What a wild year 2020 has been! I rang in the new year in Taichung, Taiwan, helping my parents settle back into our home after 20 years of living in the United States as immigrants. The homecoming was bittersweet for them, and I was grateful to be there as emotional support. At the time, I had no idea that I would be making this announcement 10 months later: We are bidding farewell to our lives in Saigon, and relocating to Taiwan to be near my family!
Re-evaluating Priorities During COVID-19 Quarantine
As outlined in my one-year review of Saigon living, this city hasn’t been a love-at-first-sight for us. This became apparent during the COVID-19 quarantine. For six weeks, we were confined to our 70 sqm apartment. Like most office workers, we spent our days in front of a computer, attending video conferences, and other office job tasks. In between, we would fit in lots of cooking, some puzzles, and short walks in the neighborhood. With so much time together in a small space, we began reflecting on whether we are living the ideal life right now.
Why Are We in Saigon?
After one year of whirlwind travel, we craved some stability and community. We also needed to make some money again to replenish the bank account. When an opportunity came up in Saigon, we jumped on it. It took us months to feel like we actually live in this city, and not merely passing through as we had with other destinations over the previous year. We were drawn to the excitement of Saigon and the challenge of living in a new country. We achieved what we had set out to do. But when asking the question, “Is this the ideal life?” The answer is no.
What are the Important Qualities in Life?
When we think back on making the decision to move to Saigon, we didn’t exactly go through a cost-benefit analysis or put up a big pro/con list. We had been on the move, and life as a nomad meant we were adaptable. Our attitude was that in any worst-case scenario – we could leave. This approached has always served me well. Sometimes, overthinking a big life decision and all of its risks makes us less likely to leap.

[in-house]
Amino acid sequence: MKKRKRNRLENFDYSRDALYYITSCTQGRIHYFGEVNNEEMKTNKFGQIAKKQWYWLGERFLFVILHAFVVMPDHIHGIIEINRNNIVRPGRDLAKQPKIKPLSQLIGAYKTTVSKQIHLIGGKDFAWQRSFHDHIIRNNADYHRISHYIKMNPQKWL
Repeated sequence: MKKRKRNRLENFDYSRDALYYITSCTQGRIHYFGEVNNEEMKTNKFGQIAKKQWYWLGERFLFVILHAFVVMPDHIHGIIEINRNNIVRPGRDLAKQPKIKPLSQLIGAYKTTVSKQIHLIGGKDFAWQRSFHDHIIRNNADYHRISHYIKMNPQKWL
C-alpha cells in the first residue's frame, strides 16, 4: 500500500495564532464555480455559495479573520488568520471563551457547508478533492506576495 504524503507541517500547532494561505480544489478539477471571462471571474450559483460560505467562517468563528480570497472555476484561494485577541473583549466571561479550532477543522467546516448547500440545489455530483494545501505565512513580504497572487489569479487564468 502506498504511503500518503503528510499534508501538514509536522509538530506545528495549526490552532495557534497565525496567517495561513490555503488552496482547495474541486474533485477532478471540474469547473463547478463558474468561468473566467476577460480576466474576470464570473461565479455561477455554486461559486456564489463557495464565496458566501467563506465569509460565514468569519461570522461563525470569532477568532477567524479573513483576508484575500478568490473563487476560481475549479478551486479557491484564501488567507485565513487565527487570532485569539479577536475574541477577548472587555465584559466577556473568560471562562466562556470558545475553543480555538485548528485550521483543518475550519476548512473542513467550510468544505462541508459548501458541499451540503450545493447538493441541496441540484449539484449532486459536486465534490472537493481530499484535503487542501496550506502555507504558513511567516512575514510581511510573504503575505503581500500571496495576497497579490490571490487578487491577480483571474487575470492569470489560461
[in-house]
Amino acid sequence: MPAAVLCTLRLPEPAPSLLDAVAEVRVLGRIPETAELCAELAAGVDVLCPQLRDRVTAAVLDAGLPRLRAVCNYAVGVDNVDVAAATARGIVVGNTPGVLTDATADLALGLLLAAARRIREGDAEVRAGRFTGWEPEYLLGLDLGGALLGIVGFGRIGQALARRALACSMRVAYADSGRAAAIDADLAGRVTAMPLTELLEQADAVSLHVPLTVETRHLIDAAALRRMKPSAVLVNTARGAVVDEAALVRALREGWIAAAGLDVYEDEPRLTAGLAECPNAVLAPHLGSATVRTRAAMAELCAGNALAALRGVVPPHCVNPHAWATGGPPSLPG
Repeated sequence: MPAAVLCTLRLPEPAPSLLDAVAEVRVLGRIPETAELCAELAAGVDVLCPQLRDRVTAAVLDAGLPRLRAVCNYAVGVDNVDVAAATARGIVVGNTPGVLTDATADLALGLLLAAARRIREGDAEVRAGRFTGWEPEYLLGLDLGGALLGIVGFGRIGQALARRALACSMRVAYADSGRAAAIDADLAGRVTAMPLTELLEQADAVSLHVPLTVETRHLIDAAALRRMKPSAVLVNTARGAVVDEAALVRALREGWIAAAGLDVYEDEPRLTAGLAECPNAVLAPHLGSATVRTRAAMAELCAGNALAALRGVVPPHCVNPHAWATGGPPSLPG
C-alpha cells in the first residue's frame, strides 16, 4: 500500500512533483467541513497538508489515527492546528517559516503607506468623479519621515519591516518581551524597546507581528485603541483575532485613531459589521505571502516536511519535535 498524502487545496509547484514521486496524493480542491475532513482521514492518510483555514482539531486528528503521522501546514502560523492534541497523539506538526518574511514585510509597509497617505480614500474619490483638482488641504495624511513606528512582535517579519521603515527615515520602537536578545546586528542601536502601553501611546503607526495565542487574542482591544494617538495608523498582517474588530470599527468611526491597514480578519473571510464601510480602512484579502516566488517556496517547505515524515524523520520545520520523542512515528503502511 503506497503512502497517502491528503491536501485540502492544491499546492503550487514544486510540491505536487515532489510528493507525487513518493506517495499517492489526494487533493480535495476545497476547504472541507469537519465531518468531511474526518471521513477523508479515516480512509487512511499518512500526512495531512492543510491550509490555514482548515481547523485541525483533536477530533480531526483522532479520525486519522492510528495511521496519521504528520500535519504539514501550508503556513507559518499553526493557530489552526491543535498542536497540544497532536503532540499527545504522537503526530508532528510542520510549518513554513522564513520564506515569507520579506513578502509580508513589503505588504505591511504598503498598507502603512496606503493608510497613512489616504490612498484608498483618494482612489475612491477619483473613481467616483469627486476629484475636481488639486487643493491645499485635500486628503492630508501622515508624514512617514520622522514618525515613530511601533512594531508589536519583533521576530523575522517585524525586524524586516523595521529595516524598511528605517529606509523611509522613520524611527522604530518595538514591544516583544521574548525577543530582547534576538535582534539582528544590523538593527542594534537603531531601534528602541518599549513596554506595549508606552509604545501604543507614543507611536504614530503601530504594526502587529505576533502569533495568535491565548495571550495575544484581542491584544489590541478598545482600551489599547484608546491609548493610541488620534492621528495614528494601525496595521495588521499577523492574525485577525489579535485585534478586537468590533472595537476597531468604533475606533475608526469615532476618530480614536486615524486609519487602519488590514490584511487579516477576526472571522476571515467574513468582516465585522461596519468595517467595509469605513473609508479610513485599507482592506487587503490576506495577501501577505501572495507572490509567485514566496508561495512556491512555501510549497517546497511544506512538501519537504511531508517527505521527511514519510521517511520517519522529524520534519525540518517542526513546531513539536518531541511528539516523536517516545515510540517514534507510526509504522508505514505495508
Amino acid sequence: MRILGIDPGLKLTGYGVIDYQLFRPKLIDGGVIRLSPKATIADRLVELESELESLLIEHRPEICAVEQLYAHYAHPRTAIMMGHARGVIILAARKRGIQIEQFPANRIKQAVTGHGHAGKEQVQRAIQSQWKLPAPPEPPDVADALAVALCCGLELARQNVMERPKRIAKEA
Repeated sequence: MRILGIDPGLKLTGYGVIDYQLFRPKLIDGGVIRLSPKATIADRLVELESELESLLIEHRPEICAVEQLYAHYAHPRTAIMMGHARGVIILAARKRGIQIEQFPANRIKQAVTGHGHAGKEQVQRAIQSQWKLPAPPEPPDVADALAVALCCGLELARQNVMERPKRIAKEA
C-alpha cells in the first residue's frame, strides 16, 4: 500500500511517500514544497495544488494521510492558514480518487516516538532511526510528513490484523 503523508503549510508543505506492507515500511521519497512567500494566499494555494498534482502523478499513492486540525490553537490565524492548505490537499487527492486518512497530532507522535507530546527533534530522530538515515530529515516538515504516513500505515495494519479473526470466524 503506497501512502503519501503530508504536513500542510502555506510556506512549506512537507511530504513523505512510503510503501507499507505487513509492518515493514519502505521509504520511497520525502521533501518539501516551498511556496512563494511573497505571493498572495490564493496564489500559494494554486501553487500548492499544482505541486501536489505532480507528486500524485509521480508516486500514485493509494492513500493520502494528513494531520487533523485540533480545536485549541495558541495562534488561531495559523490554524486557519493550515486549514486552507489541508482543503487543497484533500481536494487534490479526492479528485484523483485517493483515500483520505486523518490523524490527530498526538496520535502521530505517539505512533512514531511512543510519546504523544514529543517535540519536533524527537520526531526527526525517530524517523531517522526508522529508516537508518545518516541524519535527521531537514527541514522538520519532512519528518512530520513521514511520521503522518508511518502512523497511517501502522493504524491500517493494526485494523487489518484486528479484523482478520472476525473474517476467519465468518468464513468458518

Nearly a year into a less nomadic life in Saigon, we begin to think about qualities we would want, approaching life more as a long-term resident. It quickly becomes apparent that we really would like a life with more nature and less noise. Our requirements now have expanded from simply having a fully-stocked kitchen to also include nature and quietness. In essence, the opposite of Saigon. The hustle and bustle of this city are exciting, but also incredibly exhausting.
Perhaps, defining the important qualities in life is much like dating – a few trial and errors are essential to determine which values are absolutely essential, and what other “must-haves” are actually “nice-to-haves.”
Why Not Move to Taiwan?
Our quarantine life brainstorming was put on the back burner when life resumed in May. Life routines took over, but there was always a tinge of dissatisfaction. We told ourselves that year two will be better. We will move into a quieter neighborhood, closer to the city center, and Saigon will grow on us.